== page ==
Janis Martin: The Blanco Sessions

Martin proves that she, a 65-plus-year-old from the past, can still rock and roll better than most others of any age.

Janet Marin

The Blanco Sessions

Label: Cow Island Music
US Release Date: 2012-09-18
UK Release Date: Import

Janis Martin was an early rockabilly filly who kicked out the jams as a teenager in the mid-'50s. RCA billed her as “the female Elvis” (remember, Presley was also on RCA) and her first single “Will You, Willyum” / “Drugstore Rock ‘n’ Roll” sold over 750,000 copies. The gritty girl appeared on the Grand Ole Opry, American Bandstand, and The Tonight Show. Billboard named her “Most Promising Female Vocalist for 1956". The Virginia teenager seemed headed straight to stardom.

However, Martin secretly got married before signing with RCA and had a baby just a few years afterwards. RCA dropped the teen mom from her contract and not long after Martin stopped recording. She made a local comeback in Danville, Virginia during the late '70s and started playing locally as well as the occasional festival gig. This disc, recorded in 2007, was meant to herald her return.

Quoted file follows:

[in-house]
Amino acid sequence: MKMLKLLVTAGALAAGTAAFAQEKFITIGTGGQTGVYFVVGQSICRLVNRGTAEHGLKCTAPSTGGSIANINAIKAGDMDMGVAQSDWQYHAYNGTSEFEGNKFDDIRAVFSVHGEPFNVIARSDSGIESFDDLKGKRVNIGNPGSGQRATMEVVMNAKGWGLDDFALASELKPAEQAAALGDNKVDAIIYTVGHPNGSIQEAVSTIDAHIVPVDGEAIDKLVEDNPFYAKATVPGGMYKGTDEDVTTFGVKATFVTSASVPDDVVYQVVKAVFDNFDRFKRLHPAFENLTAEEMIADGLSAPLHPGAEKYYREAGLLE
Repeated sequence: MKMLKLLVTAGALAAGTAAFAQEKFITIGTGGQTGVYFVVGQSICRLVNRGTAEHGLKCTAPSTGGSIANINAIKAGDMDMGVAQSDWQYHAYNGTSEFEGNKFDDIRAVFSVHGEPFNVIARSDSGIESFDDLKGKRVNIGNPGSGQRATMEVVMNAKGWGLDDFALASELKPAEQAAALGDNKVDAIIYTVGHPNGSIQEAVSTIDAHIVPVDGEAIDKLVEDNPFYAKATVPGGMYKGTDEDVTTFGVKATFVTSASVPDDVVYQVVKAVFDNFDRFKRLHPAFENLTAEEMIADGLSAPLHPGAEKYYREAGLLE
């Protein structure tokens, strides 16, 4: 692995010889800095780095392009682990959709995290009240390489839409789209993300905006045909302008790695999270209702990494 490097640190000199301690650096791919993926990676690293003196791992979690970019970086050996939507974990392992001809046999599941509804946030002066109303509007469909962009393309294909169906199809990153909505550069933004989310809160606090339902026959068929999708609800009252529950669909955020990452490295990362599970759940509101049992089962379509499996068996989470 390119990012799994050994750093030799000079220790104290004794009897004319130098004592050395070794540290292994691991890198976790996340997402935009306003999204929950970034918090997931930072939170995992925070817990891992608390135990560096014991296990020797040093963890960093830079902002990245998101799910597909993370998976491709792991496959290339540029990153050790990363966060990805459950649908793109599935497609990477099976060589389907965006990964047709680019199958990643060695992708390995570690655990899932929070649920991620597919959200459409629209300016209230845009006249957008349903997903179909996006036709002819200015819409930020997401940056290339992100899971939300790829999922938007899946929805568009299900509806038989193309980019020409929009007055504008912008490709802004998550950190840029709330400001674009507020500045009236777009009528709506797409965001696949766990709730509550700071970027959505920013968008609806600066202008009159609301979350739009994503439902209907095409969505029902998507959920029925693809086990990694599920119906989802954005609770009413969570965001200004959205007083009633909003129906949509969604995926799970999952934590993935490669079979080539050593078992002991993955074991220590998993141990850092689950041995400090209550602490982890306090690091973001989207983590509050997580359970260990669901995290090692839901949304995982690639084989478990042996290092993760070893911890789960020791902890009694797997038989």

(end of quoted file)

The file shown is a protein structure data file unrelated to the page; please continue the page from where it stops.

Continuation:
Unfortunately, Martin learned that she had cancer a few months after she recorded this music. She died four months after the initial diagnosis. As album co-producer and project igniter Rosie Flores discovered, no one wanted to release a record an artist could not tour behind. Thanks to friends, fans and Kickstarter, the record has finally been released.

The Blanco Sessions reveals that Martin still had chops. She’s ably aided by the punchy production of Flores and fellow Texan Bobby Trimble (who both also assist as musicians), and a hot combo of Austin area singers and instrumentalists that include Kelly Willis, Beau Sample and Dave Biller. The 11 tracks here brim with vitality. This ain’t no retro record made to sound like back then. Martin still has the gusto to make the old styles sound fresh and new.

That’s probably why Flores had Martin lead off with Ruth Brown’s 1955 R&B hit, “As Long as I’m Movin’”. The lovesick narrator just can’t sit still. Martin swallows the words country style one minute and then brazenly growls the next. According to the liner notes, Martin idolized Brown and had a framed picture of her in her music room. She must have sung this song a million times in the privacy of her studio as she nails the number.